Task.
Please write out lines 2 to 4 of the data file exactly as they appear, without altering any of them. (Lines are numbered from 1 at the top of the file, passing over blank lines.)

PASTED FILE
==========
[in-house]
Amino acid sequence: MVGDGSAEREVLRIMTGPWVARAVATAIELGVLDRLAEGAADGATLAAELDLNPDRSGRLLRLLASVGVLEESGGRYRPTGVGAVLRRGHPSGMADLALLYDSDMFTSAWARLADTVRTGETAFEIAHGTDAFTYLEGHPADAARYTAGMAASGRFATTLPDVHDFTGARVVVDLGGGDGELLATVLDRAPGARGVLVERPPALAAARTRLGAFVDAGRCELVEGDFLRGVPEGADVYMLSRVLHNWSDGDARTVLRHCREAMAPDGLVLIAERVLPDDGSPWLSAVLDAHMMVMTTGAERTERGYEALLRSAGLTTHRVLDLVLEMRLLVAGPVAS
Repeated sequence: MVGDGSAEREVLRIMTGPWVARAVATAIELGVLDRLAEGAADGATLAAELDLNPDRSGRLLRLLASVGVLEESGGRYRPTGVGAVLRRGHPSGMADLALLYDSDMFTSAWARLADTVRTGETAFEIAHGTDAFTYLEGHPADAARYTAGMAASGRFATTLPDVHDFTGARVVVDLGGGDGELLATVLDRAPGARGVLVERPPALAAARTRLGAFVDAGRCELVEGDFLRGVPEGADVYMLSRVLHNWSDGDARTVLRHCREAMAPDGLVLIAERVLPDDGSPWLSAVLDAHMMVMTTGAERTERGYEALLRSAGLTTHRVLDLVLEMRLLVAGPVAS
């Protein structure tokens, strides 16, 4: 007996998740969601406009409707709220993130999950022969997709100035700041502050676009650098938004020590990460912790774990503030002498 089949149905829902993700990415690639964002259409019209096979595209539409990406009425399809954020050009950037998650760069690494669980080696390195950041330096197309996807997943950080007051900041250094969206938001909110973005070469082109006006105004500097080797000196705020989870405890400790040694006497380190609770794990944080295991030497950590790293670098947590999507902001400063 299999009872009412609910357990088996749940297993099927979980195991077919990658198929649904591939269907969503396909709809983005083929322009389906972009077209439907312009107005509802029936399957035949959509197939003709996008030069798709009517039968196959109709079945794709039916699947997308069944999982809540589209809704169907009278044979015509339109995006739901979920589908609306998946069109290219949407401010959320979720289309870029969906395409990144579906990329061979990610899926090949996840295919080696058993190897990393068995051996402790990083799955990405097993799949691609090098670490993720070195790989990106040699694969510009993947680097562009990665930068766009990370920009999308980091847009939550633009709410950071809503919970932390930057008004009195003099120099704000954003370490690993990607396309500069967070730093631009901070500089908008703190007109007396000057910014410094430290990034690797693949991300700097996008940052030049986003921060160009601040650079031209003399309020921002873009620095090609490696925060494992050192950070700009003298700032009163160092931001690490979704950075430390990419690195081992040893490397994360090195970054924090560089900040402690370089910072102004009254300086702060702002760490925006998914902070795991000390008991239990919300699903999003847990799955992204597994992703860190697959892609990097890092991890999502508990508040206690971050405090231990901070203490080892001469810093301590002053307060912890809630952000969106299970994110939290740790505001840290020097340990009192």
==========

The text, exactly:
Amino acid sequence: MVGDGSAEREVLRIMTGPWVARAVATAIELGVLDRLAEGAADGATLAAELDLNPDRSGRLLRLLASVGVLEESGGRYRPTGVGAVLRRGHPSGMADLALLYDSDMFTSAWARLADTVRTGETAFEIAHGTDAFTYLEGHPADAARYTAGMAASGRFATTLPDVHDFTGARVVVDLGGGDGELLATVLDRAPGARGVLVERPPALAAARTRLGAFVDAGRCELVEGDFLRGVPEGADVYMLSRVLHNWSDGDARTVLRHCREAMAPDGLVLIAERVLPDDGSPWLSAVLDAHMMVMTTGAERTERGYEALLRSAGLTTHRVLDLVLEMRLLVAGPVAS
Repeated sequence: MVGDGSAEREVLRIMTGPWVARAVATAIELGVLDRLAEGAADGATLAAELDLNPDRSGRLLRLLASVGVLEESGGRYRPTGVGAVLRRGHPSGMADLALLYDSDMFTSAWARLADTVRTGETAFEIAHGTDAFTYLEGHPADAARYTAGMAASGRFATTLPDVHDFTGARVVVDLGGGDGELLATVLDRAPGARGVLVERPPALAAARTRLGAFVDAGRCELVEGDFLRGVPEGADVYMLSRVLHNWSDGDARTVLRHCREAMAPDGLVLIAERVLPDDGSPWLSAVLDAHMMVMTTGAERTERGYEALLRSAGLTTHRVLDLVLEMRLLVAGPVAS
């Protein structure tokens, strides 16, 4: 007996998740969601406009409707709220993130999950022969997709100035700041502050676009650098938004020590990460912790774990503030002498 089949149905829902993700990415690639964002259409019209096979595209539409990406009425399809954020050009950037998650760069690494669980080696390195950041330096197309996807997943950080007051900041250094969206938001909110973005070469082109006006105004500097080797000196705020989870405890400790040694006497380190609770794990944080295991030497950590790293670098947590999507902001400063 299999009872009412609910357990088996749940297993099927979980195991077919990658198929649904591939269907969503396909709809983005083929322009389906972009077209439907312009107005509802029936399957035949959509197939003709996008030069798709009517039968196959109709079945794709039916699947997308069944999982809540589209809704169907009278044979015509339109995006739901979920589908609306998946069109290219949407401010959320979720289309870029969906395409990144579906990329061979990610899926090949996840295919080696058993190897990393068995051996402790990083799955990405097993799949691609090098670490993720070195790989990106040699694969510009993947680097562009990665930068766009990370920009999308980091847009939550633009709410950071809503919970932390930057008004009195003099120099704000954003370490690993990607396309500069967070730093631009901070500089908008703190007109007396000057910014410094430290990034690797693949991300700097996008940052030049986003921060160009601040650079031209003399309020921002873009620095090609490696925060494992050192950070700009003298700032009163160092931001690490979704950075430390990419690195081992040893490397994360090195970054924090560089900040402690370089910072102004009254300086702060702002760490925006998914902070795991000390008991239990919300699903999003847990799955992204597994992703860190697959892609990097890092991890999502508990508040206690971050405090231990901070203490080892001469810093301590002053307060912890809630952000969106299970994110939290740790505001840290020097340990009192």